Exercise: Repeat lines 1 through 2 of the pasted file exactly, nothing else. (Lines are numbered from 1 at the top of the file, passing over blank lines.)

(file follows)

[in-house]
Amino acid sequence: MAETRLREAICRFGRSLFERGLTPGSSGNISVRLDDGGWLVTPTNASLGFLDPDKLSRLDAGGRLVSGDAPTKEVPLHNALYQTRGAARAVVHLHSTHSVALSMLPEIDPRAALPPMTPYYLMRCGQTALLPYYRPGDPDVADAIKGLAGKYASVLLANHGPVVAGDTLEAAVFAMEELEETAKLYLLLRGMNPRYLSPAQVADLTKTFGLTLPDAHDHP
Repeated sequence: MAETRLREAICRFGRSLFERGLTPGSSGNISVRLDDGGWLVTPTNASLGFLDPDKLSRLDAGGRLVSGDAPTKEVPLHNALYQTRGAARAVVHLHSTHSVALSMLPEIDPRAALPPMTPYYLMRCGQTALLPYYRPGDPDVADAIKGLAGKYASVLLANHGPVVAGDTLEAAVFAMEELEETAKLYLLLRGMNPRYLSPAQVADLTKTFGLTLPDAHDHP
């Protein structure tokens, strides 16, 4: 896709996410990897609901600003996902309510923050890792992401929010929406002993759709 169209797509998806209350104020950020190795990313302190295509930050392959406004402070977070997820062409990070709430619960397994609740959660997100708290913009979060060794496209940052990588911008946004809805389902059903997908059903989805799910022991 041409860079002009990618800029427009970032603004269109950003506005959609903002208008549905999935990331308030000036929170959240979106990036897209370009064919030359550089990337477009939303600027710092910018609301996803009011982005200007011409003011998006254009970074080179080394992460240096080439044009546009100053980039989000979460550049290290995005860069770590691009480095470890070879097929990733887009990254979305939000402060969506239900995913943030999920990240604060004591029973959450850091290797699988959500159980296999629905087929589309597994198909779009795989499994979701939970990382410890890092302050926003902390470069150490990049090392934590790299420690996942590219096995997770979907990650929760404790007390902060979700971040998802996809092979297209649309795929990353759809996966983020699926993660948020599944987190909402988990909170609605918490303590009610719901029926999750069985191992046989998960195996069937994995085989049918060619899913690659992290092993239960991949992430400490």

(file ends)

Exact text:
[in-house]
Amino acid sequence: MAETRLREAICRFGRSLFERGLTPGSSGNISVRLDDGGWLVTPTNASLGFLDPDKLSRLDAGGRLVSGDAPTKEVPLHNALYQTRGAARAVVHLHSTHSVALSMLPEIDPRAALPPMTPYYLMRCGQTALLPYYRPGDPDVADAIKGLAGKYASVLLANHGPVVAGDTLEAAVFAMEELEETAKLYLLLRGMNPRYLSPAQVADLTKTFGLTLPDAHDHP